Black ExperienceNationalStacy M. Brown

Law Enforcement’s Implicit Bias with Alarming Assaults on Children of Color: Report

Black children comprise about 15 percent of the U.S. child population but frighteningly make up more than 50 percent of those handled forcibly by law enforcement officers.

An eye-opening new report prepared by Accountable Now, a Leadership Conference Education Fund project revealed that Black children as young as six years old have been handcuffed, pepper-sprayed, tasered and assaulted by law enforcement in America.

The Accountable Now report provided to the Associated Press further revealed that police departments have few or no guardrails to prevent such incidents.

The news outlet analyzed information on about 3,000 police use of force reports against children under 16 over the past 11 years.

It includes incidents recorded by 25 police departments in 17 states.

Because just 25 of the 18,000 police agencies nationwide provided statistics, experts conclude that the number of incidents against children – particularly African Americans – is far worse.

“There are children who are living with this trauma, many of whom have found it difficult to express, but their actions speak volumes,” said Dr. Nathan Wright, a behavioral therapist in Montgomery County, Maryland.

“Being assaulted by the police is a tough enough pill for adults to handle but for kids, especially as young as six, you’ve created a life of distrust for authority and a life that in many cases potentially could lead to violent confrontations,” Dr. Wright insisted.

There’s currently no national standard for the use of force data and no federal requirement for local law enforcement agencies to collect and report the use of force data, Accountable Now officials remarked in an earlier news release posted on its website.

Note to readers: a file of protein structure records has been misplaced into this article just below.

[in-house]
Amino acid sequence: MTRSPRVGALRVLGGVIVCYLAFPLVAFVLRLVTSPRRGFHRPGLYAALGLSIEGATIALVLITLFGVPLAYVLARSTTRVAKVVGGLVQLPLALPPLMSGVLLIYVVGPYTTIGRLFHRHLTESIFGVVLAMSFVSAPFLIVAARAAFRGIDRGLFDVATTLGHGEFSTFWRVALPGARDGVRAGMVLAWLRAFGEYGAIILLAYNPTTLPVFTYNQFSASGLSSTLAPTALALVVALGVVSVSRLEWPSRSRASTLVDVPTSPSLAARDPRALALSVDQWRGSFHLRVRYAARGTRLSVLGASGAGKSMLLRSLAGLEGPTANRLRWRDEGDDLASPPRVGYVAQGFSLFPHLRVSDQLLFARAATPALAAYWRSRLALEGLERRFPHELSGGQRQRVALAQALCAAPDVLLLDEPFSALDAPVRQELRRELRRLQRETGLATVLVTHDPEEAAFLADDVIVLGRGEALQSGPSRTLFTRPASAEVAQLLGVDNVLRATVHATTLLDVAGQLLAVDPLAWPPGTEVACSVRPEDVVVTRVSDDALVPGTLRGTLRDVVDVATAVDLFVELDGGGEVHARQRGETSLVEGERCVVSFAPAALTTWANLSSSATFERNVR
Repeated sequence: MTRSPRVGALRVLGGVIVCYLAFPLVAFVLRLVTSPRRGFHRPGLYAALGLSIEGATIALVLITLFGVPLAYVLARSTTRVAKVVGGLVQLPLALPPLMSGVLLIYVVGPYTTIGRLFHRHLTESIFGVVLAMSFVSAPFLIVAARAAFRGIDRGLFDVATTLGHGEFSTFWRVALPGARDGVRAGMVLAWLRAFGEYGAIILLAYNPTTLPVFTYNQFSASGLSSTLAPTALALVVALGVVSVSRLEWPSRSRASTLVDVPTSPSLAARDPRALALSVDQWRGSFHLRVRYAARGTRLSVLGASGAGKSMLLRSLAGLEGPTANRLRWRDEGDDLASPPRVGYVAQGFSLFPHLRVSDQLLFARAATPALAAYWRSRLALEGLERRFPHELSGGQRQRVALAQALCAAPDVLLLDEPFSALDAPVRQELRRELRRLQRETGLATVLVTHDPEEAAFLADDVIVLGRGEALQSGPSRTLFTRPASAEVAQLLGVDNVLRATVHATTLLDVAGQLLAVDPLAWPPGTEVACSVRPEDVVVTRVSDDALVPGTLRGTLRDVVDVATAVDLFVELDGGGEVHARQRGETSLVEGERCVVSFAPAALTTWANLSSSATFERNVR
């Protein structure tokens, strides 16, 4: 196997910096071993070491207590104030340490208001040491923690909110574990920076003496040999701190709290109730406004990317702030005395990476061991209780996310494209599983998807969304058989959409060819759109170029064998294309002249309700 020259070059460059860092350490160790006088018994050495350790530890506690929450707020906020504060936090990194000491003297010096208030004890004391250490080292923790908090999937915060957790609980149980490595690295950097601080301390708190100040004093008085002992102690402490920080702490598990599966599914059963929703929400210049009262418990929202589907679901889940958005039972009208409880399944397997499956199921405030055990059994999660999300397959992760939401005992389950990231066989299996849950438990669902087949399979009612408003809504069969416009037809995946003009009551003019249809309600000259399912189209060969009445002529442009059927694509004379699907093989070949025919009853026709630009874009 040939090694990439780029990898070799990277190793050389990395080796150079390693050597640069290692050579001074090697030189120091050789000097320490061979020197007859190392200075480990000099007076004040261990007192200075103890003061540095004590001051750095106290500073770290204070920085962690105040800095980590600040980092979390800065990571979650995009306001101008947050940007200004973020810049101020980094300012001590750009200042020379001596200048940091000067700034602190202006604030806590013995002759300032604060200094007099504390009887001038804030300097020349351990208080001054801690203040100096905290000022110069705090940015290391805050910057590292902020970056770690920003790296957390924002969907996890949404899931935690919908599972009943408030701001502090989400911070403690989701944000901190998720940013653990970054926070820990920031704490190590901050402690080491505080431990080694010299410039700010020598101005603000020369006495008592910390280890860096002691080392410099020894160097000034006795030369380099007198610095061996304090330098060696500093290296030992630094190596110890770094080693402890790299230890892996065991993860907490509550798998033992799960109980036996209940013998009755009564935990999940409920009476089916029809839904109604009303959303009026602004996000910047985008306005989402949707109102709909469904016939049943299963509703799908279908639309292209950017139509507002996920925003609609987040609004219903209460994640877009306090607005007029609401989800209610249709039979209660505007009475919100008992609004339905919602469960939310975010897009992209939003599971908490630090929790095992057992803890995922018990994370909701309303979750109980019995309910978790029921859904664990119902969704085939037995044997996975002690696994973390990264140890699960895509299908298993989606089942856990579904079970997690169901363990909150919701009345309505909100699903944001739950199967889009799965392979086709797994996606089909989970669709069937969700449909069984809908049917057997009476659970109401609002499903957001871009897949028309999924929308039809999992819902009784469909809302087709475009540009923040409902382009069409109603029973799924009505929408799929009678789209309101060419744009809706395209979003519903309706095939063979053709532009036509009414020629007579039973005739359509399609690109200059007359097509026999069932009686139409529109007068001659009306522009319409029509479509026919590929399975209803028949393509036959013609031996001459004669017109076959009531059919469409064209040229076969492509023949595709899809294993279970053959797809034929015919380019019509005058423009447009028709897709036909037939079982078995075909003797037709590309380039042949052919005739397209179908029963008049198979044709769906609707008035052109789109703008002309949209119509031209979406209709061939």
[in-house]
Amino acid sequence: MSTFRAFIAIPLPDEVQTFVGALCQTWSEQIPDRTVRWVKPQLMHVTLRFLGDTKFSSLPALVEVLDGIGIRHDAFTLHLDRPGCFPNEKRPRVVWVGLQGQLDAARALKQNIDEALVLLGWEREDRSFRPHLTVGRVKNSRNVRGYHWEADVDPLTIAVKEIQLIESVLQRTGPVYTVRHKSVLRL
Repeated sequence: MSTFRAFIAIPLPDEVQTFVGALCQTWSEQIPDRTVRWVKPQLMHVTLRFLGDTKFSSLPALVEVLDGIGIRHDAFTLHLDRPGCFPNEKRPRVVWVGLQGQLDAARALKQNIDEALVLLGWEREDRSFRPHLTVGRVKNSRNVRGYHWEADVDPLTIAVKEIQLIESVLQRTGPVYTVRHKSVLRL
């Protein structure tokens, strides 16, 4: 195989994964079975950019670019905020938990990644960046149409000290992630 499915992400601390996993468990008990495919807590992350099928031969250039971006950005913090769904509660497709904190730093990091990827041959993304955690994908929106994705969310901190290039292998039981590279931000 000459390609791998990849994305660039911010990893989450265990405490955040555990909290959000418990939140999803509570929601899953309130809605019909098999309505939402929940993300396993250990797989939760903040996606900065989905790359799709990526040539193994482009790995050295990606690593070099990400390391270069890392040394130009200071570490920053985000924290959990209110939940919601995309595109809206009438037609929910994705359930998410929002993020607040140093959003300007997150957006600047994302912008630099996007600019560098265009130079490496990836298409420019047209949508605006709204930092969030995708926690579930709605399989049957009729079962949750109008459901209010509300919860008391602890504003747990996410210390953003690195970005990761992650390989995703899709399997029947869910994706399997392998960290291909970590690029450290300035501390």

“This means we know very little about how police interact with and treat community members in thousands of cities around the country, outside of anecdotes documenting the disproportionate use of violence against communities of color,” the officials stated.

Accountable Now seeks to address this knowledge gap by collecting use of force data and making it publicly accessible. They said this allows researchers and advocates to understand and demonstrate the full scope of police violence.

Accountable Now officials concluded that it also equips communities with the information they need to demand a transformed public safety system that protects and serves them well. The new report spelled out that authorities often perceive minority children as being older than they are.

Officers have used takedowns, muscling and pointed their firearms at children of color. One troubling incident spelled out in the report involved police officers in Minneapolis, the city where George Floyd died after former officer Derek Chauvin pressed his knee against Floyd’s neck for more than 9 minutes.

Researchers found that Minneapolis officers pinned children with their body weight at least 190 times. More than 160 kids were handcuffed in Indianapolis and in Wichita, Kansas officers drew or used their Tasers on kids at least 45 times.

Most children in the dataset are teenagers but the data included dozens of cases of children ages 10 or younger.

Dr. Richard Dudley, a child psychiatrist in New York, told analysts many officers have an implicit bias that would prompt them to see Black children as older, more threatening than they are.

“It all becomes a vicious cycle,” Dr. Dudley said. “Police react badly to these kids and to the people they know, so kids react badly to police, leading them to react badly to kids.”

“Minority children have negative everyday dealings with police and are traumatized by them. Whatever they’ve seen police officers do in the past, all of that is the backdrop for their encounter with a police officer,” he said.

Stacy M. Brown

I’ve worked for the Daily News of Los Angeles, the L.A. Times, Gannet and the Times-Tribune and have contributed to the Pocono Record, the New York Post and the New York Times. Television news opportunities have included: NBC, MSNBC, Scarborough Country, the Abrams Report, Today, Good Morning America, NBC Nightly News, Imus in the Morning and Anderson Cooper 360. Radio programs like the Wendy Williams Experience, Tom Joyner Morning Show and the Howard Stern Show have also provided me the chance to share my views.

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